29 July 2018


This is a story of long ago, published in 2009, which illustrates my opinion of our wonderful police force.

Set the scene:

My son and I lived in a very large house, divided into two flats. My flat was on the ground floor, accessible by front and side doors. The side entrance was reached via an alleyway between houses, and through a gate that led to the yard.

As a single Mum I had to work. Arrangements were made for Jon before and after a school day but there were times when he was alone in the house. He was very young when this episode took place. In those days it wasn’t illegal to leave a child alone and I made sure people knew he was there and to look out for him, including the neighbour upstairs.

‘Never open the door to strangers.’ I warned. ‘Always ring the office to check it out.’

One day, the dreaded call was received.

Two men had entered the side gate and were knocking on the door.

Scared boy rang his Mum.

‘Okay,’ I said, trying for his sake to keep calm. ‘So what are they doing now?’

‘They’ve gone down the garden,’ said young son. 

The garden also provided access to the French doors in my lounge.


‘Don’t open the door,’ I said, trying not to scare my boy.

Leaving him holding on the phone, I went to the switchboard and rang the police on a different line. Told them a young child was alone in the house and two men were trying to get in.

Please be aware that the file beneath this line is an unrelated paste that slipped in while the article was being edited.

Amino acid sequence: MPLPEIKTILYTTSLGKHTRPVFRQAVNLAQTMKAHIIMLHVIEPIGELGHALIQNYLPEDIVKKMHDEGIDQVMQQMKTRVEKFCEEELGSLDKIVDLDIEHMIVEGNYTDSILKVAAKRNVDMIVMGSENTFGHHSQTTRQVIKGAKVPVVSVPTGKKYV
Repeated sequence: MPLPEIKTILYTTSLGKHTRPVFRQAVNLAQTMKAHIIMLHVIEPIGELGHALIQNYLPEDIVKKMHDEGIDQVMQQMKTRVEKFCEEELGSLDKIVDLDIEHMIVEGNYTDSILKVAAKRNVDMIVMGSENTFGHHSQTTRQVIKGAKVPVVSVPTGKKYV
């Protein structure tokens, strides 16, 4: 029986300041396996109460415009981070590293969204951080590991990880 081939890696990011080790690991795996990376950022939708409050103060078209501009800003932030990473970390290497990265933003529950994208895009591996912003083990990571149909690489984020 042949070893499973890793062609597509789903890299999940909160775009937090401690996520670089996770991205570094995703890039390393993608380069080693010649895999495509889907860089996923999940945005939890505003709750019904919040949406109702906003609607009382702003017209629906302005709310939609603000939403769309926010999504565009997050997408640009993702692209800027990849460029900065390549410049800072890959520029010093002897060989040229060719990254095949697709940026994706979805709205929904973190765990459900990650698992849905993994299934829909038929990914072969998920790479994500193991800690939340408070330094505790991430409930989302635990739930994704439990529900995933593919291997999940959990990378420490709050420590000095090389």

On our way, they said, after taking details of son’s name and age.

Went back to talk to my son … and learned that the police had already arrived. Yes, as quick as that. I could hear them calling to him through the door, telling him not to be afraid. I grabbed my coat and ran while switchboard colleague rang the neighbour.

Two men were apprehended.


They had entered my property to use the toilet.

How did they know it was there?

I didn’t have a milkman!

On arriving home, neighbour in the upstairs flat told me she had seen the men enter the outside toilet, situated further down the yard. She had a perfect view from her window. Apparently, the police arrived as they were coming out.
When things were settled I wrote to the General Manager of the Dairy to complain about the men taking such liberties. Had a nice letter back, was assured that steps had been taken to reprimand the culprits but that their excuse was taken as legitimate and they would not lose their jobs.


The mystery was solved.

I discovered that my cousin’s husband had taken a job as a milkman.

Near to my house, his colleague had skidded and fallen onto a broken bottle.

Gashed his thigh!

In order to see to the wound my relative called at my house for help. and, since no-one opened the door, they went to the outside toilet.

‘Well,’ said cousin’s husband, ‘he could hardly drop his trousers in the road.’

I asked why he didn’t tell me about it, but he said he felt such a fool. After the interview with the boss he couldn’t face my wrath as well.

So here’s the point of relating the story:

Our police didn’t waste time then and they don’t waste time now. No matter what people say, when we need help they never let us down.